There’s a lot to like about libertarianism. The idea that people should, in general, be left alone to make their own decisions and control their own destinies is a righteous and important one. But there’s a narrowness of focus in a lot of libertarian argumentation that I find incredibly frustrating.

Take this piece from the libertarian magazine Reason. In it, Steve Chapman claims that by regulating Happy Meals and trying to tax soda, politicians in San Francisco and New York are acting as “food police” — telling us what we can and can’t eat.

The reality is, though, that none of the politicians Chapman slams are trying to ban anything. The San Francisco law doesn’t stop parents from buying their kids fries or burgers, it just regulates which foods can be bundled with toys. And the New York proposal wouldn’t halt sales of sodas, it’d just tax them a bit more.

In today’s United States, attempts to actually ban products on moral grounds are thankfully quite rare. But by framing regulatory schemes like these as contests between free choice and state nannyism, libertarians often obscure the real dynamics at play in business-consumer relationships, and let insidious governmental acts off the hook.

Consider, for example, the recent New York Times exposé of the federal government’s role in promoting the sale of unhealthy, cheese-laden fast food. Under a paradigm of consumer choice, such bizarre schemes are unobjectionable — the feds are merely helping certain products make it to the market, where folks have the option of buying them or not.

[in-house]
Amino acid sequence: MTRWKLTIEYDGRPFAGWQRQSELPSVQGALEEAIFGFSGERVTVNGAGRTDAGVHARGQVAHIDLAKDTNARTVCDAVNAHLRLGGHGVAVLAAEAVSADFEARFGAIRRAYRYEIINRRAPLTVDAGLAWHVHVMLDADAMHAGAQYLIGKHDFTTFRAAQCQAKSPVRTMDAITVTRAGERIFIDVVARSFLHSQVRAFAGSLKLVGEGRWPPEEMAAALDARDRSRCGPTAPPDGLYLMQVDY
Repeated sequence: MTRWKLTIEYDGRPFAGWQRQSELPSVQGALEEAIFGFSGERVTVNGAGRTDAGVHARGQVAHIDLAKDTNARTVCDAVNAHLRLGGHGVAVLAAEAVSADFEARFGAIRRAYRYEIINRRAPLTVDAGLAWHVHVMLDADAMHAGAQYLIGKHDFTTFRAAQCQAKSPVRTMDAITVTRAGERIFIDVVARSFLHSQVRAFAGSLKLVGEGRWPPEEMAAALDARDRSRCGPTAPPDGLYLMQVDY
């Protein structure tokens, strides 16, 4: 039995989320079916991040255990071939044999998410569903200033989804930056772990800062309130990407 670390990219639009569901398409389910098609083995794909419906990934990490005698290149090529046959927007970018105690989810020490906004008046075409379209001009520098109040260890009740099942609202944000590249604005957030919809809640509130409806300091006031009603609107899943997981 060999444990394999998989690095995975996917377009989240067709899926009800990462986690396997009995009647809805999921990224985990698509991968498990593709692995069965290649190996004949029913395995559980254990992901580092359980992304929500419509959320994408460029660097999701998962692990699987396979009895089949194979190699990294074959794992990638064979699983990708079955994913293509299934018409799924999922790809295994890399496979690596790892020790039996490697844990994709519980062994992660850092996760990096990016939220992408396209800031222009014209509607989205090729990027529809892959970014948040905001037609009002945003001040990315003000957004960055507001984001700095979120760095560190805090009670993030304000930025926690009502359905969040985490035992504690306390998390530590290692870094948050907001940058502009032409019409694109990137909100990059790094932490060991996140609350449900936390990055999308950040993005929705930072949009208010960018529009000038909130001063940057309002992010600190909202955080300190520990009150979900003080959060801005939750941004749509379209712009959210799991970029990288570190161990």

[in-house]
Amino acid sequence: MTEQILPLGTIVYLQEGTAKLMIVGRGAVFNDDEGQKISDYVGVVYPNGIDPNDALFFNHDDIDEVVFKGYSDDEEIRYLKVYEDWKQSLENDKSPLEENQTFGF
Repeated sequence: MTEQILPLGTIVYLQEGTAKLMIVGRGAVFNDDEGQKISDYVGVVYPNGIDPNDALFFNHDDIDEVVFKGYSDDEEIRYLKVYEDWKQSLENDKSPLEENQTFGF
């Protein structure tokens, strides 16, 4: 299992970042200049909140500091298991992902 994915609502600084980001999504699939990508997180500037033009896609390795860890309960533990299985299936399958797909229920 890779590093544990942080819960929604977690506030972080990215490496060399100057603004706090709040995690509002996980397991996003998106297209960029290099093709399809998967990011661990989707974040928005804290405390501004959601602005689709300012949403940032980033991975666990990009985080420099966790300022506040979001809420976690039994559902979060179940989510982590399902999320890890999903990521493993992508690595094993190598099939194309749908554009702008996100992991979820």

But we make choices based on the options we’re presented with, and the choices we make are shaped by others’ decisions about what to offer us. If we’re presented with the opportunity to buy a traditional Happy Meal, we’re more likely to choose that particular set of menu items than we are if we’re left to pick and choose from an a la carte menu. If the price of Coke goes up, we’re likely to buy less of it. And if some government employee develops and promulgates a more artery-clogging pizza, then we’ll be presented with that as an option in the marketplace, and some of us will select it.

The war of autonomous consumer vs freedom-hating government is a classic libertarian construct, but as a rhetorical device it obscures as much as it illuminates. None of us constructs our world from an unbounded sea of possibility. Each of us lives an existence mediated by bureaucratic, corporate, and social forces, and those forces interrelate in ways far more complex than the “market vs government” strawman suggests.